Genomics in Clinical Practice, Part 1: The Rise of Multiplex Gene Testing for Cancer

Kate M. O'Rourke

Disclosures

July 20, 2016

In This Article

Types of Panels

Genetic tests can be evaluated based on three main criteria: analytical validity, clinical validity, and clinical utility.[7] Analytical validity is the accuracy and reproducibility of an assay to detect the presence or absence of a mutation. Clinical validity asks whether a test reliably predicts a clinically defined disorder. Clinical utility is whether a result from a test can actually improve patient outcomes.

Genes that predispose people to cancer can be divided into three different categories.[8] High-penetrance genes, such as BRCA, TP53, and PTEN, are rare variants associated with a high risk—more than 5%—of cancer. Moderate-penetrance genes, such as ATM and CHEK2, are rare genes associated with a twofold to fivefold excess risk for cancer. Low-penetrance genes, single nucleotide polymorphisms, are common and carry a low risk for cancer.

The clinical utility of multiplex gene panel testing depends on the type of panel. Several companies offer different panels that vary in scope and the number of genes included, and these panels change as new knowledge is gained (Table 1). Panels typically include high-penetrance genes, but they also often include moderate- and low-penetrance genes, and a number of genes in the panels have not been fully characterized either in terms of their cancer risk or management options.[9] In terms of cost, panels range from $249 to $6040, with most carrying a price tag of roughly $1500.[9] The turnaround time for results is 3-4 weeks.[9] "Multiplex testing is easily and inexpensively adaptable, such that you can add or remove genes as new data become available," said Dr Isaacs.

Table 1. Examples of Genes Included on Multiplex Gene Panels(a)

Panel Type of Test Genes Included
CancerNext (Ambry Genetics; Aliso Viejo, California) Comprehensive panel APC, ATM, BRCA1, BRCA2, BARD1, BRIP1, MRE11A, NBN, RAD50, RAD51C, RAD51D, BMPR1A, SMAD2, CHEK2, CDH1, CDK4, CDKN2A, GREM1, MKH1, MSH2, MSH6, PMS2, EPCAM, MUTYH, NF1, PALB2, POLD1, POLE, PTEN, SMARCA4, STK11, TP53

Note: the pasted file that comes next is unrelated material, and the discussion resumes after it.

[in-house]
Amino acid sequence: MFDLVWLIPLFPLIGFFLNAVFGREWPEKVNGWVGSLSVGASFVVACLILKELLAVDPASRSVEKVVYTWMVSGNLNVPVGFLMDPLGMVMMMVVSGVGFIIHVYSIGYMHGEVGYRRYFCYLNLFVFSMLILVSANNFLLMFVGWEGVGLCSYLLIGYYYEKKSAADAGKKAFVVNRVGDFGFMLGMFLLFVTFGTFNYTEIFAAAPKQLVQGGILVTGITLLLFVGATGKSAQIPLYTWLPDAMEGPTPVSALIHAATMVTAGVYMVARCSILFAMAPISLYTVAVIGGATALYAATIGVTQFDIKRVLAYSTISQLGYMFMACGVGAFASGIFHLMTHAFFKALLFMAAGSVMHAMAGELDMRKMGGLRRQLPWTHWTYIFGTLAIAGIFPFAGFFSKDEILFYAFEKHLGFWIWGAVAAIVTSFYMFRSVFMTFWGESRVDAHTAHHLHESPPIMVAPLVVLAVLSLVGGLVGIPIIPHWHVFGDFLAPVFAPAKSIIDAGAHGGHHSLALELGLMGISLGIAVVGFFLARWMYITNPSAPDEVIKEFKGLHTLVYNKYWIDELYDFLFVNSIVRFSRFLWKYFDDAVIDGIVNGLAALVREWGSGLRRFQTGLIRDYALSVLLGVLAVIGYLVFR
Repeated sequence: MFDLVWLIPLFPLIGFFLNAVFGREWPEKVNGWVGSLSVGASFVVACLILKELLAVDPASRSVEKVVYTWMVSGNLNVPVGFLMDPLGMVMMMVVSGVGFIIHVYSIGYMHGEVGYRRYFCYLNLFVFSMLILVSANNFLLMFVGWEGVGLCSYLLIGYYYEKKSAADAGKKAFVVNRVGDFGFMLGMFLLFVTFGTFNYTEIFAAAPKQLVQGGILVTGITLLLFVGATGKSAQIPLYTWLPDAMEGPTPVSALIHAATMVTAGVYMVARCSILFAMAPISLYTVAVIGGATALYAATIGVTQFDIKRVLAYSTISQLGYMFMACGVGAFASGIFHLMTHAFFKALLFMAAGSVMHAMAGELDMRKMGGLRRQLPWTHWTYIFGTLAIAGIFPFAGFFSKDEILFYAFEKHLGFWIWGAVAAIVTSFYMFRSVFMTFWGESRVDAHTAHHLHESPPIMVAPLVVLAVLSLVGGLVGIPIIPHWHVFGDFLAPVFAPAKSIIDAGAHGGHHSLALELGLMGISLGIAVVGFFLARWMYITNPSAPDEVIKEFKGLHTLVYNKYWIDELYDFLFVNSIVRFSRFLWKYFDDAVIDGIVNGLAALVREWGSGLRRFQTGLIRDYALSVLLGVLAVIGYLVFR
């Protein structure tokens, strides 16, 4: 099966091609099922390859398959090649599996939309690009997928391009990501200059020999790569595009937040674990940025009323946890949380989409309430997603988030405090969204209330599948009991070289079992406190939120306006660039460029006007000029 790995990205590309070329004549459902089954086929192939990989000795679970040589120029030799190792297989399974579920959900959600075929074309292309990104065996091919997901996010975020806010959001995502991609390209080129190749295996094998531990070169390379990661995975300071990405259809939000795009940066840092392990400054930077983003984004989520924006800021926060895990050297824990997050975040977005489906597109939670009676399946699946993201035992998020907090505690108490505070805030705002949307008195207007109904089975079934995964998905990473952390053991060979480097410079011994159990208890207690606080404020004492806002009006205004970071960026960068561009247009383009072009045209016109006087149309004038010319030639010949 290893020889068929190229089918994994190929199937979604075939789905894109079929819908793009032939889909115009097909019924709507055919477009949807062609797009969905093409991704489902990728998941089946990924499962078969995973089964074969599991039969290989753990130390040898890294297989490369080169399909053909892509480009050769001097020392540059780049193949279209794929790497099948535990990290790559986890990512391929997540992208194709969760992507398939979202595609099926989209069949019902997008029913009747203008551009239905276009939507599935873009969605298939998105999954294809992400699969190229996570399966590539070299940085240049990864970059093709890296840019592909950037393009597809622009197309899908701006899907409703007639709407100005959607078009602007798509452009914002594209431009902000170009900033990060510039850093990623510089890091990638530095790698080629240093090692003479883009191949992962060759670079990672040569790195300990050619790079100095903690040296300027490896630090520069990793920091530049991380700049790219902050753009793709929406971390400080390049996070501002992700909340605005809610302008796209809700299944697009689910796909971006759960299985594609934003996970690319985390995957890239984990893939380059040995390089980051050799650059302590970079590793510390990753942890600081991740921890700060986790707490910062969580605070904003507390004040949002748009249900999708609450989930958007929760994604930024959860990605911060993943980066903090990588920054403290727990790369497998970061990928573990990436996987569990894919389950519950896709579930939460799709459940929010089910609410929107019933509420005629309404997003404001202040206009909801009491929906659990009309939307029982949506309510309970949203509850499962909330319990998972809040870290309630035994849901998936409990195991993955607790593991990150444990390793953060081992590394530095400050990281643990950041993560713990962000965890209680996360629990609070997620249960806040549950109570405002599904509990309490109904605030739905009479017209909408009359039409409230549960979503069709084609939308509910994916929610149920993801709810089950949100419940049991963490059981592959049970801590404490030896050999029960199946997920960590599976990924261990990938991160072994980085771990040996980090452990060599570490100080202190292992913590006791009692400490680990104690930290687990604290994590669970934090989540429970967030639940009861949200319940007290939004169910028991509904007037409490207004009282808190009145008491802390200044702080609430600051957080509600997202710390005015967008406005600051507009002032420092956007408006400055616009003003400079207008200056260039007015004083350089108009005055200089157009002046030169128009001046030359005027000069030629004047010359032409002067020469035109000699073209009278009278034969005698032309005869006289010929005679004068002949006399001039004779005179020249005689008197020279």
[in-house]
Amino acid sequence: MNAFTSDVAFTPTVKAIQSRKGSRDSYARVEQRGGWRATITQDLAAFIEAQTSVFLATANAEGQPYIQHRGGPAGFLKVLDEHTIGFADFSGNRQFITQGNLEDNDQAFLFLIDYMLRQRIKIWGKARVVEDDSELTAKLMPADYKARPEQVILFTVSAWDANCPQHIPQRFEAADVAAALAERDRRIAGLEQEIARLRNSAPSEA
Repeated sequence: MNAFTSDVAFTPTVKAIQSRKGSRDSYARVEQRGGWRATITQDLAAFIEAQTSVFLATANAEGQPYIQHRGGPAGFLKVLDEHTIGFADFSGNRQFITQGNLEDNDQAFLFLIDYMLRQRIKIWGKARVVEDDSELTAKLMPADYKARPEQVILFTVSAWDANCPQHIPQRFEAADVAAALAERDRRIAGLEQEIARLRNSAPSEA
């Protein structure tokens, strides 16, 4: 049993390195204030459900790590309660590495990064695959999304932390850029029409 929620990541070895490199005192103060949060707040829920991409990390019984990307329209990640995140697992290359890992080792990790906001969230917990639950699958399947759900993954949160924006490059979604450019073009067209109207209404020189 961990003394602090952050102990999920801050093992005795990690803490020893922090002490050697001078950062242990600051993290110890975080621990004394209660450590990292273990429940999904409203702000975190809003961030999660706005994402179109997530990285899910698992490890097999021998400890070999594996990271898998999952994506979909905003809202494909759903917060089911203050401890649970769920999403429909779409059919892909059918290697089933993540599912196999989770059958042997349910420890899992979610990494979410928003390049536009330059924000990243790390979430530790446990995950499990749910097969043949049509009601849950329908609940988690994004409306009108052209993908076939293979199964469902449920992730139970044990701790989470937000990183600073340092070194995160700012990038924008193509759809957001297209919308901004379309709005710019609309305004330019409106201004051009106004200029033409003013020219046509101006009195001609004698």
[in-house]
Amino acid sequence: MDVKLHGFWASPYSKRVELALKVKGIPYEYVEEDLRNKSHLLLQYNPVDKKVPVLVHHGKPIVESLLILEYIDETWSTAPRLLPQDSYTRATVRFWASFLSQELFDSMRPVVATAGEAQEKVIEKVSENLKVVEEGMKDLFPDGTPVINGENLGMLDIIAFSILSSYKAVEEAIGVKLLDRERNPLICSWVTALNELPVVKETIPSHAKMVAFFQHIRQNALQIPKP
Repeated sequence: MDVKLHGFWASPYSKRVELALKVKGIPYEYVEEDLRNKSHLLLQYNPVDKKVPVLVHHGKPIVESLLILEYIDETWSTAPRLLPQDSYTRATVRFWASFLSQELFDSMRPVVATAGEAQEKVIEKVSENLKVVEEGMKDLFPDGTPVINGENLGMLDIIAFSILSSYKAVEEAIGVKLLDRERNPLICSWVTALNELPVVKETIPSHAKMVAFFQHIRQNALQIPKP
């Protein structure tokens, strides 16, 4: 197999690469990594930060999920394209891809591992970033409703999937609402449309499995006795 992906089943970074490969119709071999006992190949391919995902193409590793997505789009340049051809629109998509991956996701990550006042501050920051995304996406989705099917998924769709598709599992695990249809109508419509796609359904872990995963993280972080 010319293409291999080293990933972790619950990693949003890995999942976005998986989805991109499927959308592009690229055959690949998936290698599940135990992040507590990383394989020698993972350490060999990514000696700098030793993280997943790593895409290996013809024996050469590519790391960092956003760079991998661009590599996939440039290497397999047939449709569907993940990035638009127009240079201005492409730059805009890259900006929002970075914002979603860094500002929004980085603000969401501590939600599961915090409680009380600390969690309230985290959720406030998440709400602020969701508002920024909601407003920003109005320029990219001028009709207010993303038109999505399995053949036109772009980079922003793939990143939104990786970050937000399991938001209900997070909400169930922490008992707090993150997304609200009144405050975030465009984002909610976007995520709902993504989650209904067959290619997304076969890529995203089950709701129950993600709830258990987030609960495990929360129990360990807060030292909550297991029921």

Breast and Gynecologic Cancers Guidelines-Based Panel (Invitae; San Francisco, California) Guideline-based panel ATM, BRCA1, BRCA2, CDH1, CHEK2, EPCAM, MLH1, MSH2, MSH6, PALB2, PMS2, PTEN, STK11, TP53/td>
COLARIS® (Myriad; Zurich, Switzerland) Site-specific panel
MLH1, MSH2, EPCAM, MSH6, PMS2, MUTYH
(a)From Lynce F, Isaacs C. Am Soc Clin Oncol Educ Book. 2016;35:e72-e78. [9]

Several categories of multiplex gene panels exist: comprehensive panels, site-specific panels, guideline-based panels, and custom panels. Comprehensive multigene panels include anywhere from 25 to 70 high- and moderate-penetrance genes for a variety of different cancers. Examples include MyRisk (Myriad), CancerNext-Expanded (Ambry Genetics; Aliso Viejo, California), and the Multi-Cancer Panel (Invitae; San Francisco, California). Site-specific panels include between 12 and 25 moderate- and high-penetrance genes associated with a particular hereditary cancer, such as breast or endometrial cancer. Some of the newest panels—guideline-based panels—focus on testing for genes for which there are clear management guidelines. Finally, there are custom panels, which allow clinicians to choose which genes they want to include in the panel for a particular patient.

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